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Mission Statement:
Empower each individual to make responsible choices, meet challenges, achieve personal success, and contribute to a global society.

 

July 31, 2013

Background information on Common Core standards and the new assessments

State release of 2013 grade 3-8 assessment results, August 7, 2013: http://www.oms.nysed.gov/press/grades-3-8-assessment-results-2013.html

Common Core resources for families: http://engageny.org/parent-and-family-resources

Background Information
  • The 2012-13 state exams completed by students in grades 3-8 in ELA and math in April 2013 marked a time of change in our schools, as they marked the first time the exams were based on the new Common Core Learning Standards.
  • New York is one of 46 states that have adopted the Common Core standards. The standards were developed out of a partnership between the Council of Chief State School Officers and the National Governors Association. They are not an initiative of the Federal Government.
  • The goal of the new standards is to help students better develop skills and gain exposure in the areas that matter most in the world that awaits them after graduation. The result is that students are being asked to learn new skills, concepts and different ways of approaching questions and solving problems. The new standards are reflected in an updated curriculum in our schools, and are now reflected on state exams.
  • Because of the changes to curriculum and tests, state officials predicted we would see a significant drop in student scores on the exams. Research and experience tells education leaders that this is normal. The Common Core curriculum represents a more demanding set of knowledge and skills necessary for 21st century college and careers. A decline in scores is to be expected. In fact, lower scores have already been seen in other states where Common Core-aligned exams were given.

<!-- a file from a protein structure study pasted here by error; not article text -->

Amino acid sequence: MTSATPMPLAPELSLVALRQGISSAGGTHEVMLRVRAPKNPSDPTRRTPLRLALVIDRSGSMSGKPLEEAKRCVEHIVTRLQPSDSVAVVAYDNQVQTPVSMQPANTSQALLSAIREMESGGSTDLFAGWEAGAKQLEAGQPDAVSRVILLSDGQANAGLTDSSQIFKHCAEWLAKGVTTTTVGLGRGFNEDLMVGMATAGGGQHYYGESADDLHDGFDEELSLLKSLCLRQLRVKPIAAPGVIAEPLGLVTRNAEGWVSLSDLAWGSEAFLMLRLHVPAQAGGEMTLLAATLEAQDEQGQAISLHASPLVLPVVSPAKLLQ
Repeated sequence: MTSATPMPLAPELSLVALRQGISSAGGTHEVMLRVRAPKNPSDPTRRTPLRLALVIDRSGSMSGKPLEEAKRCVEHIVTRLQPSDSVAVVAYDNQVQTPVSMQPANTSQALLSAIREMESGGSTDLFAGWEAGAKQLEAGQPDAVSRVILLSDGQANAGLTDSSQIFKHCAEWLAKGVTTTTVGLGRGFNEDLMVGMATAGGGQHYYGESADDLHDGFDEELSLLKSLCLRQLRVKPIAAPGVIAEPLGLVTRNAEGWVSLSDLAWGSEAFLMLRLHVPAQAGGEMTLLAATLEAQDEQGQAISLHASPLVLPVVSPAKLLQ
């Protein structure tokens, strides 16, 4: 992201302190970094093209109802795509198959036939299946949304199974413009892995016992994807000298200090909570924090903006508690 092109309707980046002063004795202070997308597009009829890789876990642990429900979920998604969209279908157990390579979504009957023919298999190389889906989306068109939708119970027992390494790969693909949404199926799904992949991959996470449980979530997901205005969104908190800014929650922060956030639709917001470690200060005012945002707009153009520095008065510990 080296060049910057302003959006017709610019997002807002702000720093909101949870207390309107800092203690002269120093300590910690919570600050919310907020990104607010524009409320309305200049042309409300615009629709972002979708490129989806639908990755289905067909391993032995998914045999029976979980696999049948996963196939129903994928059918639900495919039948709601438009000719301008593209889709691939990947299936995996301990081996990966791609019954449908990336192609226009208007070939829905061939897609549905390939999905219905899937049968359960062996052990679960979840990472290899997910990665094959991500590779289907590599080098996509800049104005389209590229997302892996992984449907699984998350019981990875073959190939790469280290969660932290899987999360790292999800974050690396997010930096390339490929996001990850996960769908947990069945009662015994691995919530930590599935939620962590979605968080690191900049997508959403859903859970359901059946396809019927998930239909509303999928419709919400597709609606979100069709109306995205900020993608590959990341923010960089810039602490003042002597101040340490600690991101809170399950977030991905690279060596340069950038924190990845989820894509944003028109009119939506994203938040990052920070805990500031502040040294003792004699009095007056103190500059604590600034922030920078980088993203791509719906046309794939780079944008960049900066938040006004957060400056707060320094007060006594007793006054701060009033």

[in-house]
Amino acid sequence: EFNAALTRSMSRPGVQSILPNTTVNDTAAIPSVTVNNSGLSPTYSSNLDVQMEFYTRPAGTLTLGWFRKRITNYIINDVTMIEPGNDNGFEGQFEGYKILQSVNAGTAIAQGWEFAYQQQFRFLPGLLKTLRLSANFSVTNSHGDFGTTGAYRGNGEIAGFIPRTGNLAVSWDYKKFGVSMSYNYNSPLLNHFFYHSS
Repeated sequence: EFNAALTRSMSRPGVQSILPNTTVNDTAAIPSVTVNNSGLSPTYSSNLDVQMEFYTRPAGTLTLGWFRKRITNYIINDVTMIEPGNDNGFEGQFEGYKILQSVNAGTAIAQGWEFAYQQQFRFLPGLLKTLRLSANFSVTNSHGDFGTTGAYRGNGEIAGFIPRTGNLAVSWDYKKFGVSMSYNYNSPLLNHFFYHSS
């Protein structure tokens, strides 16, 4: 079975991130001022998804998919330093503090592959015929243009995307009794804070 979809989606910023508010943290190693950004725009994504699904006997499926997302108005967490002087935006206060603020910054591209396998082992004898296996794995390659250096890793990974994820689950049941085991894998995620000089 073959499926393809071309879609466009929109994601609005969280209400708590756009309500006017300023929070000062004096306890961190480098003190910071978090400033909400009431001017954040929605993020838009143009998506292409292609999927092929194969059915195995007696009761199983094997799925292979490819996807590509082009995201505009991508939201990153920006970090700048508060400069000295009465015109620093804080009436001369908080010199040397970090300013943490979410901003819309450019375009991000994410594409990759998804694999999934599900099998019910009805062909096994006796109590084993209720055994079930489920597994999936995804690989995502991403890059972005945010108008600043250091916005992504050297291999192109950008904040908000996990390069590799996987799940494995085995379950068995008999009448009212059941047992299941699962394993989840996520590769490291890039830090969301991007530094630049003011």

• The 2012-13 test results cannot be compared those of 2011-12 or previous years. Because both the instruction leading up to the tests and the tests themselves were different, any drop in student scores should not be interpreted as a decline in student learning or in teacher performance.
  • As in the past, these assessments will not factor into a student's grades for the year.
    Niskayuna remains committed to communicating with parents on the implementation of the new learning standards, the new exams, as well as student scores and what they mean. Our teachers and administrators will continue to work diligently to teach the skills that are measured by these exams through thoughtful and engaging lessons and activities.
  • These new standards will ultimately strengthen instructional programs and that the 2012-13 exams will serve as a baseline of student performance for us to build on in future years.
  • While importance is placed on a given year's test results, the larger purpose of education is making sure that students have the skills, knowledge, and experiences they need to be successful in life. The district is committed to this goal and to preparing our students for the increasingly competitive world.
  • Although 74% of NY students graduated from high school in four years (in June 2012), SED calculates that only 35% of these graduates were "college and career ready." This is defined as students who graduated high school with at least a score of 75 on Regents English and 80 on a Math Regents, "which correlates with success in first-year college courses." In other words, the state's schools have more work to do to ensure our students are graduating with the skills they need to be successful. In comparison, Niskayuna's graduation rate in the June 2012 data was 96 percent, and its "college and career readiness" score was calculated at 67 percent in 2011.